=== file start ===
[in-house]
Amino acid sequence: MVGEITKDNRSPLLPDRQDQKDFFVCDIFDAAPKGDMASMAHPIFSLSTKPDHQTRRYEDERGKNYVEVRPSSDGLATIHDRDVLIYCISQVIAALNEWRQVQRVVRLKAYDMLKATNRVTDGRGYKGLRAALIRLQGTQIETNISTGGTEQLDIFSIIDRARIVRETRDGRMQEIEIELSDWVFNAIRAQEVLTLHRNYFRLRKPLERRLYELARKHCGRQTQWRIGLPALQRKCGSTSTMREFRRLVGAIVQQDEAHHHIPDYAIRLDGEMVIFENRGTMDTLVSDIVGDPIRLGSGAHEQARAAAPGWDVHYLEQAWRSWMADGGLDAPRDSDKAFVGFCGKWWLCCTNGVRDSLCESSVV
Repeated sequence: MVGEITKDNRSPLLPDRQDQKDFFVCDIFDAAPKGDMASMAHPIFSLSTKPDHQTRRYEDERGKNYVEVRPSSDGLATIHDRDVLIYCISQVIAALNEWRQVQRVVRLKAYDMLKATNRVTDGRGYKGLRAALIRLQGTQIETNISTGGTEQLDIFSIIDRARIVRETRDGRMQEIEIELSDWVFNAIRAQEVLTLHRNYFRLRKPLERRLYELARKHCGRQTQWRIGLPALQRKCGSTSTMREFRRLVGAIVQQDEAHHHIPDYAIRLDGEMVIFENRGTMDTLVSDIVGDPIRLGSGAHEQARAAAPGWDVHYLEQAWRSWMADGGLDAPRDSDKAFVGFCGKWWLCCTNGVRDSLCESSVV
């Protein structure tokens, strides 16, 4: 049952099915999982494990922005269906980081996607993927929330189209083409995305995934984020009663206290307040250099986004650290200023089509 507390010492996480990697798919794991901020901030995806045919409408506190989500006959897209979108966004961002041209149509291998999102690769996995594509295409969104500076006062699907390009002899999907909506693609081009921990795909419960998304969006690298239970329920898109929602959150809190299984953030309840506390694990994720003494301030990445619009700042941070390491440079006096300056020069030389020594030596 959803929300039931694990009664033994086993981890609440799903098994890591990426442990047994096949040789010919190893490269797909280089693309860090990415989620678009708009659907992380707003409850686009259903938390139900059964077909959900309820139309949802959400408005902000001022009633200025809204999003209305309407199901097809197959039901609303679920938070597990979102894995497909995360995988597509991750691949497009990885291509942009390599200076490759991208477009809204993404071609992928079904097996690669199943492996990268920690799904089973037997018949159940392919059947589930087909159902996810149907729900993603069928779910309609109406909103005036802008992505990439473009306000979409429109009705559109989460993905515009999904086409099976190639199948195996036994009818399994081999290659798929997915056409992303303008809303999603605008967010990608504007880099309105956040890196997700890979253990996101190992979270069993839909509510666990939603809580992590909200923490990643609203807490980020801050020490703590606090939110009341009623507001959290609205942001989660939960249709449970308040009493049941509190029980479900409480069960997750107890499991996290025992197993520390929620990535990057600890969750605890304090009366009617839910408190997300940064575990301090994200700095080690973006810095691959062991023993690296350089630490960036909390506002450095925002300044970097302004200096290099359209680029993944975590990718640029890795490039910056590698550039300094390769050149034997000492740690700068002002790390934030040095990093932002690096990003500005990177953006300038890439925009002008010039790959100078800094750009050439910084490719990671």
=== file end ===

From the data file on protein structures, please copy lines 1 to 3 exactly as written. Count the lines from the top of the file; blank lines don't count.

[in-house]
Amino acid sequence: MVGEITKDNRSPLLPDRQDQKDFFVCDIFDAAPKGDMASMAHPIFSLSTKPDHQTRRYEDERGKNYVEVRPSSDGLATIHDRDVLIYCISQVIAALNEWRQVQRVVRLKAYDMLKATNRVTDGRGYKGLRAALIRLQGTQIETNISTGGTEQLDIFSIIDRARIVRETRDGRMQEIEIELSDWVFNAIRAQEVLTLHRNYFRLRKPLERRLYELARKHCGRQTQWRIGLPALQRKCGSTSTMREFRRLVGAIVQQDEAHHHIPDYAIRLDGEMVIFENRGTMDTLVSDIVGDPIRLGSGAHEQARAAAPGWDVHYLEQAWRSWMADGGLDAPRDSDKAFVGFCGKWWLCCTNGVRDSLCESSVV
Repeated sequence: MVGEITKDNRSPLLPDRQDQKDFFVCDIFDAAPKGDMASMAHPIFSLSTKPDHQTRRYEDERGKNYVEVRPSSDGLATIHDRDVLIYCISQVIAALNEWRQVQRVVRLKAYDMLKATNRVTDGRGYKGLRAALIRLQGTQIETNISTGGTEQLDIFSIIDRARIVRETRDGRMQEIEIELSDWVFNAIRAQEVLTLHRNYFRLRKPLERRLYELARKHCGRQTQWRIGLPALQRKCGSTSTMREFRRLVGAIVQQDEAHHHIPDYAIRLDGEMVIFENRGTMDTLVSDIVGDPIRLGSGAHEQARAAAPGWDVHYLEQAWRSWMADGGLDAPRDSDKAFVGFCGKWWLCCTNGVRDSLCESSVV